Friday 12 February 2016

Wit – Royal Exchange, Manchester

[seen 02/02/16]

On paper Wit is probably not my sort of thing. It’s a Well-Written Play (Margaret Edson); it’s definitely smart: imagine a less surreal, playful, American take on writing a Tom Stoppard play and then invest it with a great deal more sincerity. Formula: take a Big Thing (in this case: cancer), take a Big Artist (in this case: 17th century poet John Donne), and use one to excavate the experience of the other.

Dr Vivian Bearing (Julie Hesmondhalgh) is an American English Literature professor. Who gets cancer. The play is 1hr40 of her meta-theatrically acknowledging the audience and telling her story. A story in which she knows she’ll end up dead. As literary critics go, she’s something of an anomaly. Hers is very much a school of mathematical, almost surgical scholarship. She addresses us as she would her students, barking sardonic observations about pain like a drill sergeant at some literary boot camp.

What makes this production (Raz Shaw) absolutely shine, towering above its source-script, is Hesmondhalgh’s performance. But, more than this, it’s an almost indefinable element within the performance, some kind of spark she exudes of *essentially brilliant, lovely human being*. Indeed, part of what makes the performance so remarkable is the way that warmth-exuding actor seems in constant tension with hard-ass character. Of course, part of the point of the play is the stripping away of the character’s layers of hard-assery to some sort of “essential humanity” underneath (an American invention (to my mind), of which I’m not necessarily a huge fan, but one given serviceable enough treatment here to be worth at least giving a respectful listen).

But this isn’t just a three-way exchange between writer, director and lead actor. The supporting cast all throw in apparently effortlessly detailed performances as myriad doctors, nurses, students and colleagues, while Hannah Clark’s stark design – a runway and revolve disk in hospital green is almost too spookily evocative and perfectly-observed, also managing to bridge the gulf between America’s private healthcare and what we’re still currently used to in this country.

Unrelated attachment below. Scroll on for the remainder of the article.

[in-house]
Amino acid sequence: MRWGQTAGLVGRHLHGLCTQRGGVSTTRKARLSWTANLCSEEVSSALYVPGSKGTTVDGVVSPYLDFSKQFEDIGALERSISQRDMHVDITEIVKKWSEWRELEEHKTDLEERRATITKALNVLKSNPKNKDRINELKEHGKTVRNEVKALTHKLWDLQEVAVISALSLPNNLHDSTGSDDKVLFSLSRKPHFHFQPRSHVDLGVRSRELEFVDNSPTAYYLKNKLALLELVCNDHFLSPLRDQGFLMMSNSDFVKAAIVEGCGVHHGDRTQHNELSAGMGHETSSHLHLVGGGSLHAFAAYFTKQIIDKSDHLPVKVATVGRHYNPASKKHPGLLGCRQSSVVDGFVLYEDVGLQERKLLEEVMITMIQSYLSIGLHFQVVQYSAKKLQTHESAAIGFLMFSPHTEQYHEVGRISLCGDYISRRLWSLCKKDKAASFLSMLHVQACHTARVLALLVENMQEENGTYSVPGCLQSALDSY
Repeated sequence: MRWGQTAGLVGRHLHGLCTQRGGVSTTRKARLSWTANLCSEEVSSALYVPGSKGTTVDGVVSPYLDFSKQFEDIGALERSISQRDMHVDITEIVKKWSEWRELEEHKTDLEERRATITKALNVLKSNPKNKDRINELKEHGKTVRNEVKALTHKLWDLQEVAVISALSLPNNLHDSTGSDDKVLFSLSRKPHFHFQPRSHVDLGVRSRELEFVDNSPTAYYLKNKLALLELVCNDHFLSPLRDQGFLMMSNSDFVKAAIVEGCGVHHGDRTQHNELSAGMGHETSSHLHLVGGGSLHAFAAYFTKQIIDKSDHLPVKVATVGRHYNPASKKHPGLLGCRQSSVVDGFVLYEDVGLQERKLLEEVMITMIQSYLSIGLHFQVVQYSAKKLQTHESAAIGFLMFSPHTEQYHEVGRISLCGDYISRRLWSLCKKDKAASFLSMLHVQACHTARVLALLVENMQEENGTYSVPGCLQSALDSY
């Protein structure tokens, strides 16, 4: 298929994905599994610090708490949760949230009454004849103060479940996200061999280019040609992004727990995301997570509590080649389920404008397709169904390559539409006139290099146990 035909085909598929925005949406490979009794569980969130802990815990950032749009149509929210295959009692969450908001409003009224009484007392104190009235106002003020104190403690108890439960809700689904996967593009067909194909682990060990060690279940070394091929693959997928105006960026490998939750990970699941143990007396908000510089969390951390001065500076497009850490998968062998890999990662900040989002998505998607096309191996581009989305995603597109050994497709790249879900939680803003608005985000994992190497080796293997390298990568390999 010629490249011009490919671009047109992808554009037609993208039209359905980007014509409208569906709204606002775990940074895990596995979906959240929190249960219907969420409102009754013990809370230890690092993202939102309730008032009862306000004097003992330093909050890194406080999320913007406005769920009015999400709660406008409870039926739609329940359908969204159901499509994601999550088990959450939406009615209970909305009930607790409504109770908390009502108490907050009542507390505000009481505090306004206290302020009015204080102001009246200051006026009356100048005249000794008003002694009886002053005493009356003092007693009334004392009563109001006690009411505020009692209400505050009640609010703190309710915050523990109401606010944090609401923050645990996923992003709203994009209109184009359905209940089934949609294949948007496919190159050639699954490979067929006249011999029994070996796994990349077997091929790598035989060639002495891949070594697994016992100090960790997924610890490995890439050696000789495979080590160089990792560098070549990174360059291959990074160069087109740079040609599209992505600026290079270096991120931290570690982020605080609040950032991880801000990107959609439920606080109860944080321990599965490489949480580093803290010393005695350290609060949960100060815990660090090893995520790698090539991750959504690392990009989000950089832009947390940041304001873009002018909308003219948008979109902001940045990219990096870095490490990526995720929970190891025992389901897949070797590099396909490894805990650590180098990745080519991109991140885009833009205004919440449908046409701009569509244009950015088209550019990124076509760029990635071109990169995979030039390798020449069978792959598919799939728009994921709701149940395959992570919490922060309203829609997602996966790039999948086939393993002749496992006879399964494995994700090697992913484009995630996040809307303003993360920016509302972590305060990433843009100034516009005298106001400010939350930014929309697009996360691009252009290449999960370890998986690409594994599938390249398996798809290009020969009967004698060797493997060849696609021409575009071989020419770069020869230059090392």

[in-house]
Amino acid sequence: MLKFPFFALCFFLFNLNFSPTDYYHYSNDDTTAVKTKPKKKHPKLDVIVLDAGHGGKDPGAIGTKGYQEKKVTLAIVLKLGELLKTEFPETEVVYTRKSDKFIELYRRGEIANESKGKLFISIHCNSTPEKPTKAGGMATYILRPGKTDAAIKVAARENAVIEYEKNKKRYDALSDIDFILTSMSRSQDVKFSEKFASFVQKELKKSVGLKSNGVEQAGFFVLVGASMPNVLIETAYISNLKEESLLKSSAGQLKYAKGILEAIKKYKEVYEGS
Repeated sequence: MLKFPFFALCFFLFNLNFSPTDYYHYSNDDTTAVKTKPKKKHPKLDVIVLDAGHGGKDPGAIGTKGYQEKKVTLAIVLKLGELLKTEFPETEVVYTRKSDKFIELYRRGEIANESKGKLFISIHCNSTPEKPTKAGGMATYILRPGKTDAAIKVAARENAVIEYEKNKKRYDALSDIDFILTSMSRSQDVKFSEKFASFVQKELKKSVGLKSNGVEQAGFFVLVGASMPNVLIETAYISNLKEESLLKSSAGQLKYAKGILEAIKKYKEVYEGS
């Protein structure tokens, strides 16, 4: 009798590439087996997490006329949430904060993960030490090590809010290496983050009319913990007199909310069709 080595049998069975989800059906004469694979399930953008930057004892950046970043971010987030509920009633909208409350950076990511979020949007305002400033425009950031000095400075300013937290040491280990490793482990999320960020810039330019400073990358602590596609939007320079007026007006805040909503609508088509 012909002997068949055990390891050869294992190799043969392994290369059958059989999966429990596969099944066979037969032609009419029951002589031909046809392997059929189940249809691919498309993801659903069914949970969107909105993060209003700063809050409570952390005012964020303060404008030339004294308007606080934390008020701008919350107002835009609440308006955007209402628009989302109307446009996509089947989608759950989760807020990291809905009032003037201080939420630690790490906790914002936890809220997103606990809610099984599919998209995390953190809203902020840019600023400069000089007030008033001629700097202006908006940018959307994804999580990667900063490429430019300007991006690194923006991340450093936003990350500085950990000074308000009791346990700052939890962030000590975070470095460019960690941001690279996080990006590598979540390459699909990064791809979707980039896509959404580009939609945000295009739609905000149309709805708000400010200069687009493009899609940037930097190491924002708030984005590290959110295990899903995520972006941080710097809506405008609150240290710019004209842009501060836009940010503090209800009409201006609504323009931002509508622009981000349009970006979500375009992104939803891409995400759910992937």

There should also be much praise for lighting designer Jack Knowles, whose attention to detail and nuance through is outstanding, but who also contributes in no small measure to the gigantic final gesture of the piece, a kind of transcendent moment of light and humanity, which seems as good a way of imagining death as any.

As I hinted above, it’s a curious play, though. I’ve never been an especial fan of John Donne, but here he is, apparently stripped of all historical context or history. This is a forensic study of poetry where reputations are made and broken over contested punctuation. As such, it occurs to me, that rather than being a piece in which metaphysical poetry is used to understand cancer, it often feels more like something where poetry is almost understood as a cancer, and subjected to repeated attacks as such. In the abstract, this doesn’t seem like such a bad idea, although it’s unclear from this what John Donne did to be singled out for such treatment.

So, yes. I’ve filed this bloody review far too late to be of earthly use to the production, but this was about as brilliant a production of this play as it’s possible to imagine. And one that I thought far out-stripped the clever-cleverness of the original to find a far more intelligent humane core of its own.

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